We often think of market downturns as bad things, but we can also reap some benefits from the situation. In particular, this might be the right time to pursue tax-saving opportunities such as a Roth conversion.

What is a Roth conversion? When you first established your retirement account, you choose between a traditional or Roth structure. Traditional retirement accounts allow you to contribute pre-tax dollars to a retirement fund, and delay paying income taxes on that money until you begin taking withdrawals in retirement. That means, each year that you withdraw funds from the account, you owe taxes on the money as regular income.

On the other hand, a Roth account allows you to save post-tax dollars in a retirement account but enjoy tax-free withdrawals in retirement.

A Roth conversion is possible when you convert a traditional retirement account to a Roth account, pay some taxes on the rollover upfront, but then enjoy tax-free withdrawals for the rest of the account’s lifetime.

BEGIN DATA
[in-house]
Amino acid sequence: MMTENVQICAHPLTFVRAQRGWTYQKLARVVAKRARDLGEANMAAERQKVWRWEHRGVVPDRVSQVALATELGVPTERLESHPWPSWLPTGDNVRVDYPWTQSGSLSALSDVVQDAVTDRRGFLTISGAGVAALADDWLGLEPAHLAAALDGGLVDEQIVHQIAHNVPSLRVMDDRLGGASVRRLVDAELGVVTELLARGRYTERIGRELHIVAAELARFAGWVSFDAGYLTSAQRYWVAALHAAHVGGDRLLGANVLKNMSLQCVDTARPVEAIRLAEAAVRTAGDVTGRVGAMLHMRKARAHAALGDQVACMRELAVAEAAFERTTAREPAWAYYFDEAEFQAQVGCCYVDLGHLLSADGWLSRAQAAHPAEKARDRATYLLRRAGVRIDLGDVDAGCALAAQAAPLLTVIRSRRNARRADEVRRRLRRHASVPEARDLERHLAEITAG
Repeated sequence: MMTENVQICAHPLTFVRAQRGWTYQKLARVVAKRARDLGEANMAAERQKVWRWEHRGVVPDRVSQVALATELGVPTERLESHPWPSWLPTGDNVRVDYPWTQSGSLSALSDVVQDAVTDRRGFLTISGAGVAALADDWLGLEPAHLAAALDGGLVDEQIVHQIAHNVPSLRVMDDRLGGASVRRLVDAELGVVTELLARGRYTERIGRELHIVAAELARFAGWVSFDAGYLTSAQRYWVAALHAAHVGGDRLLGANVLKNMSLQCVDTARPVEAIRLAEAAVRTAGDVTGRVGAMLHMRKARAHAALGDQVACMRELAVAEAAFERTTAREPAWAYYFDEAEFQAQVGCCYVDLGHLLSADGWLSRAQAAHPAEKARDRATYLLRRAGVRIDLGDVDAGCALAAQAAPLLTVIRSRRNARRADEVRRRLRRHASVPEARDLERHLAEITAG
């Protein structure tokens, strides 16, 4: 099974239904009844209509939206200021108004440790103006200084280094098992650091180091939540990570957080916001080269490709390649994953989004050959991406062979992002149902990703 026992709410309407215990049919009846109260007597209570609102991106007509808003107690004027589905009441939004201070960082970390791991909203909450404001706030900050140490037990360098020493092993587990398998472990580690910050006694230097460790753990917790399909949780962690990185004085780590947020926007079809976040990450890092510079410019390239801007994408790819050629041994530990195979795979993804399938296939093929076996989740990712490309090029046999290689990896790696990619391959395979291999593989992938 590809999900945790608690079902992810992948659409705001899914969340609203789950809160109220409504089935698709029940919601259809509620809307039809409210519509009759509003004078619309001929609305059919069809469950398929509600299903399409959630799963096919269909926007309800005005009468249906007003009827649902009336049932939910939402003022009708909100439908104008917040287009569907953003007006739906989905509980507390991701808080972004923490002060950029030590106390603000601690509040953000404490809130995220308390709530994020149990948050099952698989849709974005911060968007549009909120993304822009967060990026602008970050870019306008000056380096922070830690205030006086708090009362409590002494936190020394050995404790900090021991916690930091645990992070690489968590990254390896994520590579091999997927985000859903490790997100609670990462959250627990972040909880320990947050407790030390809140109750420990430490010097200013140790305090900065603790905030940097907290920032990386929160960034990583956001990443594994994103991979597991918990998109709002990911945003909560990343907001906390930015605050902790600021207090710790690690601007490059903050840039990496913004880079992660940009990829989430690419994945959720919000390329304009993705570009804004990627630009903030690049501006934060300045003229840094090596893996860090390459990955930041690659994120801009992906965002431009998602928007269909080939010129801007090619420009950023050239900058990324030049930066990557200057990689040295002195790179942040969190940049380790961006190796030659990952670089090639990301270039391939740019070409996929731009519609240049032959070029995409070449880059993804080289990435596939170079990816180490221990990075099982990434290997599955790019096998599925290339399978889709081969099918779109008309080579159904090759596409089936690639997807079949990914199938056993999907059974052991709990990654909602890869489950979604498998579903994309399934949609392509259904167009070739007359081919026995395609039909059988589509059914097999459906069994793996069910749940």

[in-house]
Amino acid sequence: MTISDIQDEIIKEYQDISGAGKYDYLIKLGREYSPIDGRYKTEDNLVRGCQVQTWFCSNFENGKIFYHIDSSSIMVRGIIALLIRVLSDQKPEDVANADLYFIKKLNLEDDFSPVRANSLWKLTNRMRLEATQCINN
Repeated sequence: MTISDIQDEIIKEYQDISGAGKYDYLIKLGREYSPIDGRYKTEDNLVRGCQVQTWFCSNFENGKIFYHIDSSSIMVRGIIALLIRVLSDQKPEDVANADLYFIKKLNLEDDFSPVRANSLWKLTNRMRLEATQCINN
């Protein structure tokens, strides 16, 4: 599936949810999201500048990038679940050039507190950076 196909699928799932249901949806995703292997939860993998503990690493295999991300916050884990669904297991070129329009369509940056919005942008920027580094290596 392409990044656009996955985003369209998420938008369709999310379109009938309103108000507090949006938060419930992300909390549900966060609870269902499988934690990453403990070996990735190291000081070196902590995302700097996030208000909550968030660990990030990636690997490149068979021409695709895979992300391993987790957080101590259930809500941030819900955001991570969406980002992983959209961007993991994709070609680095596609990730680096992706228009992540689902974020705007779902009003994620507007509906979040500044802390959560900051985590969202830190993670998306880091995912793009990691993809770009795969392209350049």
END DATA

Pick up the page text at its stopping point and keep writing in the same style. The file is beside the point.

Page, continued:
Timing is everything. When you convert a traditional account to a Roth account, the funds converted are treated as if you withdrew it. It is added to your regular income for the year, you pay income taxes on the funds, and then the money is deposited into a Roth account to grow tax-free from now on.

Let’s assume that, due to a market downturn, your traditional retirement account has lost value. The expectation, of course, is that the account will rebound and regain its value as the market improves. But if you roll the funds into a Roth account now, you can convert to a tax-free status while your assets are essentially worth less. Then, as the market improves, you will enjoy all of the benefits of a Roth account.

And finally, your future withdrawals during retirement will be tax-free as well!

So, for some people, a market downturn presents the perfect opportunity to perform a Roth conversion. But it’s not the right choice for everyone. Let’s discuss this option in more detail at our next meeting, and we can help you learn what to expect from a Roth conversion.